our house is a 1922 cottage bungalow that we’re completely renovating. Along with the interior & exterior renovations will come a total reboot on the landscaping. We already ripped out all the privet bushes and obnoxious holly. Next the pine trees will come down (they lean over the road and our neighbor’s house in a way that makes us nervous for the next wind storm) and then our friend (an edible landscape designer) will help us plan out the best way to maximize the sun we get in the front yard. fortunately, here in Asheville, NC (USA) having a garden in the front yard is not unusual. can’t wait to see your progress!

  11. Karena says:

    This sounds so fun! ( No I Know it is a lot of works and so good that you have a helpful fellow around!)
    Of course being me I would have to add some viney things like squash, pumpkins, and decorative cabbage!

    I hope you will come and see the feature I have on an amazing sculptor.

    xoxo
    Karena
    Art by Karena
    The 2012 Artist Series

  12. Kristin says:

    Hi Karen
    I live nearby on the mountain and I feel your pain. My front lawn is a breeding ground for grubs and an open buffet for the racoons and skunks. I’ve also been feeding the bunnies with all the clover that manages to grow in between the crab grass. I’ve been having the same “tear it all out and plant a garden” impulse that you’re having. Just can’t win over my fella to take the plunge. Another fear of mine is that the fella starts thinking green acres and then all of a sudden I’m Eva Gabor. I have to be careful what I wish for 😉
    I can’t wait to see how yours turns out…….maybe I can show him how great it would be to just sit on the front porch and watch the veggies grow.
    How do you plan to keep all the critters from having a late night buffet on fresh veggies? Are you going to block it in with something fun like a short electric fence…lol…that would make for an eventful evening sitting out on the porch while you’re whittling.

  13. Shannon V. says:

    Karen, I am on my knees bowing down at your feet. You are a Queen!!!! I can not wait to see the progress of your front yard. This year I am planting my very first veggie garden in my back yard (which does get tonnes of sunshine)…Just need to get out there and rip out that ugly Purple Leaf Sand Cherry and the over grown, scraggly Forsythia. Thanks for the OK to do so and the tonnes of inspiration!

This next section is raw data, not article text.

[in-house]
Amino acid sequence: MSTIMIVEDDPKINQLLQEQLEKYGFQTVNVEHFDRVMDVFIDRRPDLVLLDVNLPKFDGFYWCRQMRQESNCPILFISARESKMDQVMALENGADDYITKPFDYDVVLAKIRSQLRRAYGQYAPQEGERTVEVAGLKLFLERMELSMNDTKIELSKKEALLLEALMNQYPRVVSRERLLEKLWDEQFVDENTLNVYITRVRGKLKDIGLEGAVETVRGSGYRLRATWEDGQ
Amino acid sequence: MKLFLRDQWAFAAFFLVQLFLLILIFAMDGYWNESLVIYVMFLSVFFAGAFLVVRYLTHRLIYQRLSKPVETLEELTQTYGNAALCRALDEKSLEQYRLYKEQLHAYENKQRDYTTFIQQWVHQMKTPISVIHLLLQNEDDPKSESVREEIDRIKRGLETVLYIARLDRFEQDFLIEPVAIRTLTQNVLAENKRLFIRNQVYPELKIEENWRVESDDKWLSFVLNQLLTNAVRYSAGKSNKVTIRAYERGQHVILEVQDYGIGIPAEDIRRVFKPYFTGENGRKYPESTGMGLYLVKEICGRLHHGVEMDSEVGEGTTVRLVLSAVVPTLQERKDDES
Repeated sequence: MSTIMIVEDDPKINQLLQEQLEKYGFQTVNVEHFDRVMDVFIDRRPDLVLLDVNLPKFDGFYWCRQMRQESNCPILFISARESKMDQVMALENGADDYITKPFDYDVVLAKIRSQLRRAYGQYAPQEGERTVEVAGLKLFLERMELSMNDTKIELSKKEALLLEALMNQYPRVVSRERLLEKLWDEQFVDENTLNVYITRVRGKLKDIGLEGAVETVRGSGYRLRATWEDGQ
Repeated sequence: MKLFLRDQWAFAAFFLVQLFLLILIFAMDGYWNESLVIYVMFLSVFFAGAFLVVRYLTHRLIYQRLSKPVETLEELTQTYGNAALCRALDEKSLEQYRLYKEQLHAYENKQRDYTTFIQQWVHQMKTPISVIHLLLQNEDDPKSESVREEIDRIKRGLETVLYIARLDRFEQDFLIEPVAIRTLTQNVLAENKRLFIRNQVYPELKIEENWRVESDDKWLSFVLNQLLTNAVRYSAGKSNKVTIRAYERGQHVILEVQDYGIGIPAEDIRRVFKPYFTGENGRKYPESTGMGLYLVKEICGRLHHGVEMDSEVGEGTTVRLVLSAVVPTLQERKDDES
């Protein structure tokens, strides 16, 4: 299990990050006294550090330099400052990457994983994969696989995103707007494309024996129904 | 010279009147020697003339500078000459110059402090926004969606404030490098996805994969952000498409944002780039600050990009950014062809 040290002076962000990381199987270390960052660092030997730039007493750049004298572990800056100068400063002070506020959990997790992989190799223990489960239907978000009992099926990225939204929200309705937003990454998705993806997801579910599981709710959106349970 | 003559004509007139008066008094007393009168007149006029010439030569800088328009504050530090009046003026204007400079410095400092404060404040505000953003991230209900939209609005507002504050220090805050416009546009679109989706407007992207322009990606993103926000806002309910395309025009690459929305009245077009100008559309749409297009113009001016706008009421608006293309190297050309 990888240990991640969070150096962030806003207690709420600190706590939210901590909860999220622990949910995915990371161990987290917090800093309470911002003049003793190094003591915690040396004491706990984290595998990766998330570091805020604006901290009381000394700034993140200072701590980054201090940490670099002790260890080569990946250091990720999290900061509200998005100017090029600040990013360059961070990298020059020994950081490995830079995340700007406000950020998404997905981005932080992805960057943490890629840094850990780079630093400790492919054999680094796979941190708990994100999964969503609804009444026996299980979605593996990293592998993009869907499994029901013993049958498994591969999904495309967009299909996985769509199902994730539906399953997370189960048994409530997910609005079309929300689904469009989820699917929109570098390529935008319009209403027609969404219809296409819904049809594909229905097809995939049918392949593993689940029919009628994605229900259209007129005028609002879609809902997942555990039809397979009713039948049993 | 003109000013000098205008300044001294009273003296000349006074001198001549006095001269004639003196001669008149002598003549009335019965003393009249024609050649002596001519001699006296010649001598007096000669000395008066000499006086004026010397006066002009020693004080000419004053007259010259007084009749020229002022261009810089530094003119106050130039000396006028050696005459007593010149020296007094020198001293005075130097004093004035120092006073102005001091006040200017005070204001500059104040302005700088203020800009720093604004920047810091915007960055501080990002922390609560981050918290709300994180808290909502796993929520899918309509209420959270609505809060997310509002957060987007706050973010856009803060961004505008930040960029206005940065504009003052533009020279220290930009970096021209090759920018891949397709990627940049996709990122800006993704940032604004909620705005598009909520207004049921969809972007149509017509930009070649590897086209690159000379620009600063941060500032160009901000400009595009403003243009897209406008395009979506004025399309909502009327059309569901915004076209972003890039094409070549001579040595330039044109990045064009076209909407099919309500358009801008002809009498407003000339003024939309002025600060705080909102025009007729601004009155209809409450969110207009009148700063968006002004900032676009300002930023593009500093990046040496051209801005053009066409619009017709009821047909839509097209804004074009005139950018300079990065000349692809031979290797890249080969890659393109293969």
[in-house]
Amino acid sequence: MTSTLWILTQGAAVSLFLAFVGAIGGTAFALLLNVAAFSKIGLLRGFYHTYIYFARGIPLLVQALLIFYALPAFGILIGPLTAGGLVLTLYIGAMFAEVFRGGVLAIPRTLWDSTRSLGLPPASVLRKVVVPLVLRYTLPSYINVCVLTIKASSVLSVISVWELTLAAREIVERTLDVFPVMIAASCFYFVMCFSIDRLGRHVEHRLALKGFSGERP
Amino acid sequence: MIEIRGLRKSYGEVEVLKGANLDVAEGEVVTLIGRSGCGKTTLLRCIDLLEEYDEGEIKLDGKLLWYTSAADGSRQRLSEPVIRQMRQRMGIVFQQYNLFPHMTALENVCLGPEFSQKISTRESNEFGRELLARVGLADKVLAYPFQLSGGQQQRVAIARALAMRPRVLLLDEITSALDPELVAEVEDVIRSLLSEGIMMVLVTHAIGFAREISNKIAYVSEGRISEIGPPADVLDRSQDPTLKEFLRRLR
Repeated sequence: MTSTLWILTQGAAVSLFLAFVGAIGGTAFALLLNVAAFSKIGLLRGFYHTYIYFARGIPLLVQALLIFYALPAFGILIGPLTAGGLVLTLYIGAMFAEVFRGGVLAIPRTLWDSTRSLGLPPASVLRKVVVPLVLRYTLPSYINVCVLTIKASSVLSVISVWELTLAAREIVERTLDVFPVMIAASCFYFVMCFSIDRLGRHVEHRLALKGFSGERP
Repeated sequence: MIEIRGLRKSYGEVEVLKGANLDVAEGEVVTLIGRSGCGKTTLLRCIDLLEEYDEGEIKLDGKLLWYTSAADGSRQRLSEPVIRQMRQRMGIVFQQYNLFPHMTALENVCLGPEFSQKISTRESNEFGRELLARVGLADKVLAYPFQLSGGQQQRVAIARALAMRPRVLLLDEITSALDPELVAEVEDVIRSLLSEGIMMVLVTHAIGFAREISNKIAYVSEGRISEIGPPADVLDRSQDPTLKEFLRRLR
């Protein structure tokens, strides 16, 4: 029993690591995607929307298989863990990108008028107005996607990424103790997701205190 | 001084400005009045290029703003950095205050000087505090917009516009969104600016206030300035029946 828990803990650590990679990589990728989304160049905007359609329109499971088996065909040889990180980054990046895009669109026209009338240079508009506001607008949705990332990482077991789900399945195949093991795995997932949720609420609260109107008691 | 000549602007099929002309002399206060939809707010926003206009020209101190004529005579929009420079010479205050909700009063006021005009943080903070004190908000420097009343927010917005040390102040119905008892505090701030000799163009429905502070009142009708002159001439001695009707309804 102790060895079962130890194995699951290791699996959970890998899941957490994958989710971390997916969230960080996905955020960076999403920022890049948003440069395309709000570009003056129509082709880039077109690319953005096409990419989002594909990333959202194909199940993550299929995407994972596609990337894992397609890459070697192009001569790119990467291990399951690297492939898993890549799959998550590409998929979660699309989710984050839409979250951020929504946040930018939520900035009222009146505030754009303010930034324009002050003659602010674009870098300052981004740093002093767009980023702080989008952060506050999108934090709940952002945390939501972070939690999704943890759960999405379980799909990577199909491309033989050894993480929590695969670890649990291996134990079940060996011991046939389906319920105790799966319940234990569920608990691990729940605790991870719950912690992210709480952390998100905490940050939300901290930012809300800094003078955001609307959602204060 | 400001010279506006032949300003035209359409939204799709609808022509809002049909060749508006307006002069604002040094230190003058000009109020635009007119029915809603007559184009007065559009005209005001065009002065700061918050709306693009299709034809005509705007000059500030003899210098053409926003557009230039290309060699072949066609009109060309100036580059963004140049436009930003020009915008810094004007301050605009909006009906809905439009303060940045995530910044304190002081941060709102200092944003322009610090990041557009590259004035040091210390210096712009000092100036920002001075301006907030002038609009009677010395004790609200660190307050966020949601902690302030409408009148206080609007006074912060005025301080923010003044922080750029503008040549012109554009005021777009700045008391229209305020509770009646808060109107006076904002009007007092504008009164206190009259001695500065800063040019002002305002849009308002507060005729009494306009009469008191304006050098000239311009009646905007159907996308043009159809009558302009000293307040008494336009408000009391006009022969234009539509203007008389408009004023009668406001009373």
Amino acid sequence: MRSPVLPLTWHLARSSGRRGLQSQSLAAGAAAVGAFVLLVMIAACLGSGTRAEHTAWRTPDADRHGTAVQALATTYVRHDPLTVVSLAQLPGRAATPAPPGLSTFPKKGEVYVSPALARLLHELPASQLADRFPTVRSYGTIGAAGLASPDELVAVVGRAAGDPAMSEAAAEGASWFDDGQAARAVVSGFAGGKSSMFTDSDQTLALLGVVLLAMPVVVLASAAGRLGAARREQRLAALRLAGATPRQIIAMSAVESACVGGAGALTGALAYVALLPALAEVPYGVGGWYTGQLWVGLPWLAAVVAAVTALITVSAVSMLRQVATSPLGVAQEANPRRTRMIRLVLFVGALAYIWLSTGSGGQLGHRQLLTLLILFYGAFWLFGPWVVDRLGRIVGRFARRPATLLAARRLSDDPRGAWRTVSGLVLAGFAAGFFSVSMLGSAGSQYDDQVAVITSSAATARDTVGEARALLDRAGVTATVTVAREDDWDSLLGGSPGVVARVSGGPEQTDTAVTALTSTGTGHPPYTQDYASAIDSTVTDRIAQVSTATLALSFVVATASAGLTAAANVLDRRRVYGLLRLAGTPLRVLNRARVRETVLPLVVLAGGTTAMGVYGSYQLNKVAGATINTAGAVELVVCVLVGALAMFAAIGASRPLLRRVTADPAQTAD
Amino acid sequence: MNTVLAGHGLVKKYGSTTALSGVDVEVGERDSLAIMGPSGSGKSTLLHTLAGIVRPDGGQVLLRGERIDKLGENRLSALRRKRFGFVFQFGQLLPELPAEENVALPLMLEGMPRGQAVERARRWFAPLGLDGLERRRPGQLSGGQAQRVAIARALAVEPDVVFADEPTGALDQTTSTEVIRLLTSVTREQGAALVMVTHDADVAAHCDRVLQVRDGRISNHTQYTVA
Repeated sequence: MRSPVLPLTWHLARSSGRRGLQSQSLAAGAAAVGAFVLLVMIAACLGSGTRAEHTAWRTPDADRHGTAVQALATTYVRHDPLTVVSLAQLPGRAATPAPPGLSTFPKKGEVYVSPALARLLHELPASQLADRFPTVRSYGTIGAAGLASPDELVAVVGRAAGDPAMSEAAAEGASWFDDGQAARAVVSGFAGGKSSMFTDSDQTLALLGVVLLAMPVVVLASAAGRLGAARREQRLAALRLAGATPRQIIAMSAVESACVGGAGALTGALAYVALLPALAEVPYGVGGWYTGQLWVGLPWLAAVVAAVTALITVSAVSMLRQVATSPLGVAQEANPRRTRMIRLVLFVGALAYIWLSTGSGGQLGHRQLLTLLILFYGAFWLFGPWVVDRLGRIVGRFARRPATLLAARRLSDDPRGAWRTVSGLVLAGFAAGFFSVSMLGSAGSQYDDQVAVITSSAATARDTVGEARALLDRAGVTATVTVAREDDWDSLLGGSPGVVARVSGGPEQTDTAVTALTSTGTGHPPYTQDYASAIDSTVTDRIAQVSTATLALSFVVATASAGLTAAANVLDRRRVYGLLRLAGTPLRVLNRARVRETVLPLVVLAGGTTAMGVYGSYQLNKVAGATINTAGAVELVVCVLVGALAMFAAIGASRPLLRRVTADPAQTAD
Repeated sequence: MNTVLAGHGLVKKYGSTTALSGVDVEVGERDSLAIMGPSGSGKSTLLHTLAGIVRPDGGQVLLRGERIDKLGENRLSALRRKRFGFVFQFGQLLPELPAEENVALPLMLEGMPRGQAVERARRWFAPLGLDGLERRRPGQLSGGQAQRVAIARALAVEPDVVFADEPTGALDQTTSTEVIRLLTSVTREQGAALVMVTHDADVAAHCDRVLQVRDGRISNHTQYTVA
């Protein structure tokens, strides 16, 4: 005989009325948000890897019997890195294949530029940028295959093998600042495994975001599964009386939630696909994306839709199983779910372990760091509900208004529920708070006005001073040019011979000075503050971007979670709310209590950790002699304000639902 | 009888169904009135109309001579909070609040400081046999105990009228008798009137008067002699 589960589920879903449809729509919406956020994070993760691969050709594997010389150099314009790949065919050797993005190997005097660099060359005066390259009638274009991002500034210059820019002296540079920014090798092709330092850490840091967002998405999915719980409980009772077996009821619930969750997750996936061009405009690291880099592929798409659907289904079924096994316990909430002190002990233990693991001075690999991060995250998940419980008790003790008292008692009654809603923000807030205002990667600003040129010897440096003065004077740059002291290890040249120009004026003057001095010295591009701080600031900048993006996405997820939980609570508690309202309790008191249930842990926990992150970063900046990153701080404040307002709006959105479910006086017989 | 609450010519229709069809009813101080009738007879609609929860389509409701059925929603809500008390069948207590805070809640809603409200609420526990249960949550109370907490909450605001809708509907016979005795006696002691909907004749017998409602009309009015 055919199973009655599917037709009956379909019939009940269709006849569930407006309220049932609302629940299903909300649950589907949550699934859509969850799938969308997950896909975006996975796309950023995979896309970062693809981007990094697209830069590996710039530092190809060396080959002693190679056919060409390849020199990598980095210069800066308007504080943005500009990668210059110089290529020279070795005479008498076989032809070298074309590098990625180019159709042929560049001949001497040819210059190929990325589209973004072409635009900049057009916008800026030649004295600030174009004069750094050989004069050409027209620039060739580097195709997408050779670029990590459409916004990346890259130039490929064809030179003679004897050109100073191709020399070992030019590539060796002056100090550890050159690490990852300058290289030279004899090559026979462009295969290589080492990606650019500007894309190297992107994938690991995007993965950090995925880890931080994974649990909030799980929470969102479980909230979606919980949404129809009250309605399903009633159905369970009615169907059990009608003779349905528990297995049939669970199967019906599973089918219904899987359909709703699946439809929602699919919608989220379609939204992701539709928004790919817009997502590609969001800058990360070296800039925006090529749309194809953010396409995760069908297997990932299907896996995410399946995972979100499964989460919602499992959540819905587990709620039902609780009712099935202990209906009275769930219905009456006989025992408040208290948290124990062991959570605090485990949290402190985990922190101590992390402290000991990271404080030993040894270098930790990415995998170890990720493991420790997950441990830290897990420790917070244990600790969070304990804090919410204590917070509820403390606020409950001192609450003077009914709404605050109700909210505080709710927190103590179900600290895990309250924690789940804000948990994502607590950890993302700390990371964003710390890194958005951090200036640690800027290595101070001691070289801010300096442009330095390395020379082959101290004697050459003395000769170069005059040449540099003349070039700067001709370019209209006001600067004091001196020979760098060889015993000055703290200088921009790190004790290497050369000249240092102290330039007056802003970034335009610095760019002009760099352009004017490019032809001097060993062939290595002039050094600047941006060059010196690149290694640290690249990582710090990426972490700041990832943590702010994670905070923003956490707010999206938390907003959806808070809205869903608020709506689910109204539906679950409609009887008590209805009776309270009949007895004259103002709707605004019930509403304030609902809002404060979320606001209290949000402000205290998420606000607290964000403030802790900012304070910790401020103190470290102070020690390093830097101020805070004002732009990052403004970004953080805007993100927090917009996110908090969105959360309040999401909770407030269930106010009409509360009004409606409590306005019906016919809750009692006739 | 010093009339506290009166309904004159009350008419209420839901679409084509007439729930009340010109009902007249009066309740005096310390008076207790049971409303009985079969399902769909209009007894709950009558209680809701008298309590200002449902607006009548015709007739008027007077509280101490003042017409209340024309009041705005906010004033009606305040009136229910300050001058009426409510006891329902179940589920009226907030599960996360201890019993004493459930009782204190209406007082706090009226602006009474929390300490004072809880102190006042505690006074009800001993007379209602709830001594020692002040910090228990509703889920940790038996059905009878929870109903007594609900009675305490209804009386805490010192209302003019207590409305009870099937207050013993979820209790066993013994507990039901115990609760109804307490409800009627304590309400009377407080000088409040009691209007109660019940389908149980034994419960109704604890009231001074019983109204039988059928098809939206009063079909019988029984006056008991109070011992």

14. Tenacious bulldog! Here’s some inspiration for you from my friend Brooke.

    http://brookegiannetti.typepad.com/velvet_and_linen/2010/05/our-kitchen-garden.html

    Her yard is a similar setup as what yours appears. I love that you have a picket fence to contain your future edible decor.

    The veggie gardens at Versailles near the Queens hameau are gorgeous too. Let me dig through my pics of France….
    Course I haven’t sent you the mailbox photo either.

    • Karen says:

      LOL. That’s O.K. I’m loaded UP with photos of mailboxes from around the World now. I’ll go have a look at your friend Brooke’s site. ~ karen!

    • Karen says:

      O.K. … it’s stunning. Like STUNNING. I absolutely completely and totally love it. They’ve done a FANTASTIC job. Now that I’ve seen the whole lawn up and the pea gravel …. well … Oh no. Uh oh. ~ karen!

  15. Jess says:

    I wish you good luck with your garden. I, too am expanding my garden and ripping out anything that have no purpose (it has to feed me otherwise it’s out).

    Happy Gardening!!

  16. Kimber says:

    Thank you for posting this! We moved into a new old house last September and as I go out to prune something that’s grown wild, I end up just ripping it out. I needed some validation, because I’m sure not getting it from our new neighbors. Good luck this summer!

  17. taria says:

    Is that man there I see the fella? Glad you have hornswaggled him into helping with the big stuff.
    I don’t have a summer project yet. My back just hurts from weeding the perennial garden yesterday. You take it easy.

  18. Raquel ] says:

    Hi Karen,
    I’ve never commented on your blog before, but I wanted to share with you another blog that I’ve found so helpful with my own gardening. It’s http://littlehouseinthesuburbs.com/2009/05/easy-organic-garden-plant-food.html — and there’s loads of information, including cheap, organic recipes for pest control and plant food. I wish you well on all your garden endeavors!
    –R

  19. anna says:

    Karen! I’m so excited!! I can’t wait to see the progression.

  20. Maureen says:

    It’s a great idea. If you get grubs in the new lawn, turn the chickens out into it. They’ll eat every last one of them! One fun thing you can start now is, cut the bottom off a bunch of celery and it will grow a new bunch to transplant to your garden. It worked for me.

  21. Lisa says:

    I found your site clicking about here and there and love it.